The call to follow Jesus is a call to true love, and it’s good news to those who identify as LGBT, says a former lesbian. Speaking at the annual Wilberforce Weekend sponsored by the Colson Centre, Jackie Hill-Perry, author of Gay Girl, Good God, told of her own journey out of same-sex desires and into the knowledge of God. Given the profound shift in opinion among younger generations of Americans on the issue, she underscored the need to explain the case for why the Christian faith is life-giving for those who experience same-sex attraction. The LGBT understanding is that Christianity isn’t only not good, but rather, its harmful to sexual minorities, she said.
“I understand what it feels like to be a minority, because I am black and also I used to be a lesbian.” Her same-sex desires began around age 5, before she knew how to spell her first name. She had no language with which to communicate and express her feelings, particularly because during the early 1990s, homosexuality was considerably less visible in popular culture. She also had no space to process her desires, but soon became aware of the apparent special condemnation in the Church that was reserved for homosexuals. Hill-Perry grew up in Church felling safe, mostly. “As long as I hid the parts of me that offended them then I could preserve peace.
Naturally, the older I got and my behaviour changed the less I wanted to go to church,” she said. As she changed her clothing style and started acting in gender-nonconforming ways, her interaction with Christians became more awkward. They seemed only able to talk to me about the passages in Scripture about sexual ethics related to homosexuality. “This was confusing, because it felt that if I just looked heterosexual I don’t think there would have been such weirdness and distance between me and them. It was as if my being lesbian automatically made Christians act less Christian. They knew how to love everyone else, except me.”
“It seemed contrary to the way of Jesus to only love people with whom you share a sexual disposition. The failure of Christians to love sexual minorities, whose primary identity is as people made in God’s image, is evidence that Christians have harmed them, she said, adding that doesn’t mean Christians are harmful. “To compare the two would be to make an inaccurate generalization of the Church” she said. At 19, the Holy Spirit convicted her and she realised that everything she loved, enjoyed, and identified with did not compare with knowing Jesus, and she had to change. “My repentance was not going from gay to straight. My repentance was turning from unbelief to faith.”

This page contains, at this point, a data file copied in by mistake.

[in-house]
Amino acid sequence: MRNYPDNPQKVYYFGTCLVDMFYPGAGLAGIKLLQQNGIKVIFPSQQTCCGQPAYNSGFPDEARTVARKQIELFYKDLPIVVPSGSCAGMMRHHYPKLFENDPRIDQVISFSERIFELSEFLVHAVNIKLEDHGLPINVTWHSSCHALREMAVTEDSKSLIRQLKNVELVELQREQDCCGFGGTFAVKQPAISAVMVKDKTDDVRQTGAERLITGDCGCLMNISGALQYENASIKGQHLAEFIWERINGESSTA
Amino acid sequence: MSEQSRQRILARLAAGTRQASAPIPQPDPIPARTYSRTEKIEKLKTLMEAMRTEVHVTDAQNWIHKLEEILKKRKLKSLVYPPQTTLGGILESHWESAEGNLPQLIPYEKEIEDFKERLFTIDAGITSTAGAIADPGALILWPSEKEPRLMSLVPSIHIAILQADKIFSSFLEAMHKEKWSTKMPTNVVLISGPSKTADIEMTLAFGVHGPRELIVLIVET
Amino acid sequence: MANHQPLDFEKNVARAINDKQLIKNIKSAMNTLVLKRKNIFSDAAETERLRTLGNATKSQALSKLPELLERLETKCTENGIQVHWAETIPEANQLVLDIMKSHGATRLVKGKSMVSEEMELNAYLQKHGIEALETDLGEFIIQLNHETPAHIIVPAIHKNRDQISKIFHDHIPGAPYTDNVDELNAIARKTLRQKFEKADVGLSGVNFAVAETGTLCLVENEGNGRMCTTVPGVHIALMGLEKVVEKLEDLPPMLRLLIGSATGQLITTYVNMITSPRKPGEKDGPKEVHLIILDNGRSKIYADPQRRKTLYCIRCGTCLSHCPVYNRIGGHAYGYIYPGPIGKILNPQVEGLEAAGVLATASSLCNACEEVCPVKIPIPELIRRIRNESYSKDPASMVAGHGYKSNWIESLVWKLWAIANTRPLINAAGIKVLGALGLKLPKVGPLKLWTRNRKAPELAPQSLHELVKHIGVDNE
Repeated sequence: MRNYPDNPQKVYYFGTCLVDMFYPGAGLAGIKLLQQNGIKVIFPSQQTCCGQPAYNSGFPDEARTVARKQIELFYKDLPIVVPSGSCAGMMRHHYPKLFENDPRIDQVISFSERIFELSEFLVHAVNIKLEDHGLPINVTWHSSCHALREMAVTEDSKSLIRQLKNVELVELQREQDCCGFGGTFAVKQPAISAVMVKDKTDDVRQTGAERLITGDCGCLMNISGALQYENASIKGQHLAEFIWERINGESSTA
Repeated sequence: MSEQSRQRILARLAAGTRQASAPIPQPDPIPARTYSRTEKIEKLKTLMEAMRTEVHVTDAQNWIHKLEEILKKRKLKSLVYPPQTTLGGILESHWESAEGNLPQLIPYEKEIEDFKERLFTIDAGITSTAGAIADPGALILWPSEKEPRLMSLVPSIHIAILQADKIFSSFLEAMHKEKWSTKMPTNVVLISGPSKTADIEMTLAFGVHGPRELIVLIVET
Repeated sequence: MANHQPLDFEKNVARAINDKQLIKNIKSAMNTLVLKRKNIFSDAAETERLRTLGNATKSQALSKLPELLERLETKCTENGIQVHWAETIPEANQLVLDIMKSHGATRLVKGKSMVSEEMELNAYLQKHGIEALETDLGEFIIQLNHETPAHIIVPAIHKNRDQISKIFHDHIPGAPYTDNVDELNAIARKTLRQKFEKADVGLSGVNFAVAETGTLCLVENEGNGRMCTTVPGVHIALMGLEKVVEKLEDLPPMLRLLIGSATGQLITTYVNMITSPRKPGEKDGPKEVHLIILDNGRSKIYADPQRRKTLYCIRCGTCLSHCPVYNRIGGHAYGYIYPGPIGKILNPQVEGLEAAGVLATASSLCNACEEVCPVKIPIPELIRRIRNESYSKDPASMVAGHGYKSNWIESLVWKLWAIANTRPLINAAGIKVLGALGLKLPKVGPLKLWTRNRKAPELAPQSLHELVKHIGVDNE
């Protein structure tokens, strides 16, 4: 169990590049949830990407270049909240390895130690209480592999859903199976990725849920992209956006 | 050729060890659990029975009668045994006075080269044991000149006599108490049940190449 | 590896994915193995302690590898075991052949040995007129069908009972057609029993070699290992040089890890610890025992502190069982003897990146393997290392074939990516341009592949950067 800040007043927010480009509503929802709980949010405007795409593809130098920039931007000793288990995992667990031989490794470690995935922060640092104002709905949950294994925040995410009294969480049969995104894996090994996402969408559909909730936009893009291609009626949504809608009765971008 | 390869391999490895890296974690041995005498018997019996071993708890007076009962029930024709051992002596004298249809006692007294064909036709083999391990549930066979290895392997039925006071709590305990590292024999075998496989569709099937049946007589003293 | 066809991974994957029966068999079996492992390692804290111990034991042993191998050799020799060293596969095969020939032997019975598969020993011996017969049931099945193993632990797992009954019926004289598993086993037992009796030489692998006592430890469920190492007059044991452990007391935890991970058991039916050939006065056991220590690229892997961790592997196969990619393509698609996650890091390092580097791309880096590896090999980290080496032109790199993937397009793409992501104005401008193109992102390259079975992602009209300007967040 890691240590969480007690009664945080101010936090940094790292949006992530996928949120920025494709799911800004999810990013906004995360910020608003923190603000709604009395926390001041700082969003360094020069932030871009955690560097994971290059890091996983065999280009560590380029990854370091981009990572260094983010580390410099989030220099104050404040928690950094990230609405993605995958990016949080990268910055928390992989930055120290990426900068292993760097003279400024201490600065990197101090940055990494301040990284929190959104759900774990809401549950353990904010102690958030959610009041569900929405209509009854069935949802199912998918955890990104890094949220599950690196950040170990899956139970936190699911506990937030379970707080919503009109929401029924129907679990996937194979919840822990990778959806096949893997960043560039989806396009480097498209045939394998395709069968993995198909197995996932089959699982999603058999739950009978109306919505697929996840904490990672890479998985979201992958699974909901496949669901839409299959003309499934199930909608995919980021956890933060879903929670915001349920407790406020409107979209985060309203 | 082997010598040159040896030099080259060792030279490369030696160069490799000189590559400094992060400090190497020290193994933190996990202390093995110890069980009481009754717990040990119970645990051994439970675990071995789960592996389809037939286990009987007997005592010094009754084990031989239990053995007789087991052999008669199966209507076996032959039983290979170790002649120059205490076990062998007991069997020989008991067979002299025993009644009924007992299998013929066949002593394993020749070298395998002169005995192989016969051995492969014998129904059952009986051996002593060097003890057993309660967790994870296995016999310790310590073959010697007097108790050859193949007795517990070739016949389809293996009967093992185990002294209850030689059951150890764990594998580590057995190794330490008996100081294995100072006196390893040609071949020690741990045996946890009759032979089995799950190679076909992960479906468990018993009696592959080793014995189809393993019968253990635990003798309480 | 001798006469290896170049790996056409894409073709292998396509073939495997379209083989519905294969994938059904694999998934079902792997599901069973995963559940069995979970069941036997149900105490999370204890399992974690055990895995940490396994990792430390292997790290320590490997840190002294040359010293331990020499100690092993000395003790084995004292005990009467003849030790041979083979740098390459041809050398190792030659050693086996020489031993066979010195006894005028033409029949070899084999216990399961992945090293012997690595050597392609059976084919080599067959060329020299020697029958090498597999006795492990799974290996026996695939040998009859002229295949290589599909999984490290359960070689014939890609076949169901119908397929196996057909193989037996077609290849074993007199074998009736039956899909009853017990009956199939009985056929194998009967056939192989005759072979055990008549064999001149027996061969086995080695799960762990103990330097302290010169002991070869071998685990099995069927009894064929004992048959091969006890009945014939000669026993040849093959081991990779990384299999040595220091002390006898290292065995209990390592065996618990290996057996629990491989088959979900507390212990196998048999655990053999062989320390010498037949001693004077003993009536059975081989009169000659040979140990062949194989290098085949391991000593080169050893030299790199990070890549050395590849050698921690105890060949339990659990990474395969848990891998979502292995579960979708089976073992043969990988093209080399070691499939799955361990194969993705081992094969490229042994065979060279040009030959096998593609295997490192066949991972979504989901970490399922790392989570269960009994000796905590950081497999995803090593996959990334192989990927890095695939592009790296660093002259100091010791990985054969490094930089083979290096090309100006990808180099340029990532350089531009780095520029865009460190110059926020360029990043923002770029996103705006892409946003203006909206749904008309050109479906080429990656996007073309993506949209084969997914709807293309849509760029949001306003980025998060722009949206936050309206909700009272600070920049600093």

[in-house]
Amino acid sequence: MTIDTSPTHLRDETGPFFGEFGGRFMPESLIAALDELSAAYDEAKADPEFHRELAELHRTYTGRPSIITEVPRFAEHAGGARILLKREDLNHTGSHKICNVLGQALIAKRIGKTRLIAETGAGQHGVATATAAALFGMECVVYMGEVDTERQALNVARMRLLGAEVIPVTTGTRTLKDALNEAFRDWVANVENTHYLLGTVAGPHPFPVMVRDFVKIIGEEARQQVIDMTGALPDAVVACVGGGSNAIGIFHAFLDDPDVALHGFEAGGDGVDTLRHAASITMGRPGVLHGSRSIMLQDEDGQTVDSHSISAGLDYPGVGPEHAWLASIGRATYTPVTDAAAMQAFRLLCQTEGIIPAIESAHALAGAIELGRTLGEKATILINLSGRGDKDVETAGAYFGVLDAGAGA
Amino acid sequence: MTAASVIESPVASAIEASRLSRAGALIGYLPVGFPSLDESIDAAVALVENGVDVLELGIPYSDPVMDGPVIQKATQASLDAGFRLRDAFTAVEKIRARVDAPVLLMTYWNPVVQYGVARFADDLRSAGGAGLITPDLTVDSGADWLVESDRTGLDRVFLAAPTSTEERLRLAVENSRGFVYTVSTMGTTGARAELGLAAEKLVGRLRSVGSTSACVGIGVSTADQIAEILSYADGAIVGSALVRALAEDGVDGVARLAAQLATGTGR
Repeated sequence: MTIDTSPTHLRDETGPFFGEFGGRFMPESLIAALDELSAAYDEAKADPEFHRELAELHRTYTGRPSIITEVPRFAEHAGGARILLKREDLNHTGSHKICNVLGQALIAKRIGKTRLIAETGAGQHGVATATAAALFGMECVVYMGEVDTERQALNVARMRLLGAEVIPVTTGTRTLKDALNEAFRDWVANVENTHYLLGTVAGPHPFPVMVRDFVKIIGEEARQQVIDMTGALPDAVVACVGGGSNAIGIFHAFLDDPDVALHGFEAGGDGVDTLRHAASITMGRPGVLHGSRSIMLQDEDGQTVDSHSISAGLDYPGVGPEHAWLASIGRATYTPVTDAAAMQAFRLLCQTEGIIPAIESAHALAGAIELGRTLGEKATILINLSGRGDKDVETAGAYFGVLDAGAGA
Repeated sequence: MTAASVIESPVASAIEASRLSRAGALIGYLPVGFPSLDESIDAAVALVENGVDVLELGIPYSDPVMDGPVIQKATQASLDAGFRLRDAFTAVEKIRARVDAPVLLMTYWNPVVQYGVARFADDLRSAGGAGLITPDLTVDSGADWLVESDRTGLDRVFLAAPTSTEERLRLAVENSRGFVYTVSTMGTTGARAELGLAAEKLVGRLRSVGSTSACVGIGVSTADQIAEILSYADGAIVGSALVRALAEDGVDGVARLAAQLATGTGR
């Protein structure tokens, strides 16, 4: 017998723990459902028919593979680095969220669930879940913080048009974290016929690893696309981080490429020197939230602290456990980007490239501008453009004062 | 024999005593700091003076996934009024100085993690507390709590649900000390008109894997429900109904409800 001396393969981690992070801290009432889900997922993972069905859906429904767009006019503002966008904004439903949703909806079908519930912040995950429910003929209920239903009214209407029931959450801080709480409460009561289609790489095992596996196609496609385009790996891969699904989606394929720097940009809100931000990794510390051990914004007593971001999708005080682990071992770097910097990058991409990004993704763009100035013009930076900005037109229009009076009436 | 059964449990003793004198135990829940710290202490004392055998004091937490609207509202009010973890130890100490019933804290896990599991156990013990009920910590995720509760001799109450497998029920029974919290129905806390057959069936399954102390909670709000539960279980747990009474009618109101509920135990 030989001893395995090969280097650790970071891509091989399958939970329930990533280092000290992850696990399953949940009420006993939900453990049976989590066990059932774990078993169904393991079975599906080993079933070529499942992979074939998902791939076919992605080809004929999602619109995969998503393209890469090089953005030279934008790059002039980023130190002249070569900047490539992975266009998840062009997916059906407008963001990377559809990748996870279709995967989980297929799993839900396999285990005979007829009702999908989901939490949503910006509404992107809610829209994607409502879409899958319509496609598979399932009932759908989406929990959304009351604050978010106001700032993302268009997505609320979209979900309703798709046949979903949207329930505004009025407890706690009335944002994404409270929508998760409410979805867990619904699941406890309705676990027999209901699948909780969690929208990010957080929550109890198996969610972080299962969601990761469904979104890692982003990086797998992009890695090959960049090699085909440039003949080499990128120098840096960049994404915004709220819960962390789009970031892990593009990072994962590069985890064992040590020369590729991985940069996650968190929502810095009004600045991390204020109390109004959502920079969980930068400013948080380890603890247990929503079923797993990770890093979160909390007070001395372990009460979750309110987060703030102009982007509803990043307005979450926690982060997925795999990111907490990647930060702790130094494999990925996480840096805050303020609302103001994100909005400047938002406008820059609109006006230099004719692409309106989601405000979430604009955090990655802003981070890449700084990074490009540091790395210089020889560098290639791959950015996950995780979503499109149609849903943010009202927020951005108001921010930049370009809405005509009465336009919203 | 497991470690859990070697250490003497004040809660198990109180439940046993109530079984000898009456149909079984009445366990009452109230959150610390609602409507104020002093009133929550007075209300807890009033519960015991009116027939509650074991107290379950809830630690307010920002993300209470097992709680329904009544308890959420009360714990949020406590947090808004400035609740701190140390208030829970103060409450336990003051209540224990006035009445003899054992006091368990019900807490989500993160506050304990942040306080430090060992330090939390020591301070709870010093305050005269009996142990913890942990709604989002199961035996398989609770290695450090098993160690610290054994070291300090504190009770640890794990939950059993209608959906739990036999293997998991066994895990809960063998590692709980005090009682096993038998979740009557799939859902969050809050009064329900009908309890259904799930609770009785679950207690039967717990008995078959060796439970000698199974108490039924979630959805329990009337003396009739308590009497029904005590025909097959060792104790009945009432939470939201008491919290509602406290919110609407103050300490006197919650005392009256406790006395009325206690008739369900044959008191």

“By God’s grace, I was empowered to obey all that He commanded me to. But in my repentance, there was grief and pain,” she added. And the call to repentance for those who identify as LGBT feels like giving up everything that they are familiar with in order to follow Christ. The call to repentance seems offensive and foolish to those who are perishing. “Christianity is thought of as harmful simply because it interferes with their understanding of rights,” she said. To those who identify as LGBT, they see it as a right to love as they see fit and whoever would seek to undermine this, is seen as bigoted. But it is God who gets to say who and how you love, she said.
The Gospel call is not to be confused with a call to heterosexuality. “God isn’t calling gay men and women to be straight. He is calling them to be reconciled back to Himself. Even if their same-sex desires persist, which statistically it most likely will, they will love God more than what they are tempted by. “But until people can understand the crucial point of seeing God as the loveliest One, the Christian faith that exalts Him over and above everything, will always look unloving. “Because Jesus loves people of every orientation or gender identity, His call to follow Him is actually the pathway to joy, it’s simply an invitation for true love,” she said.
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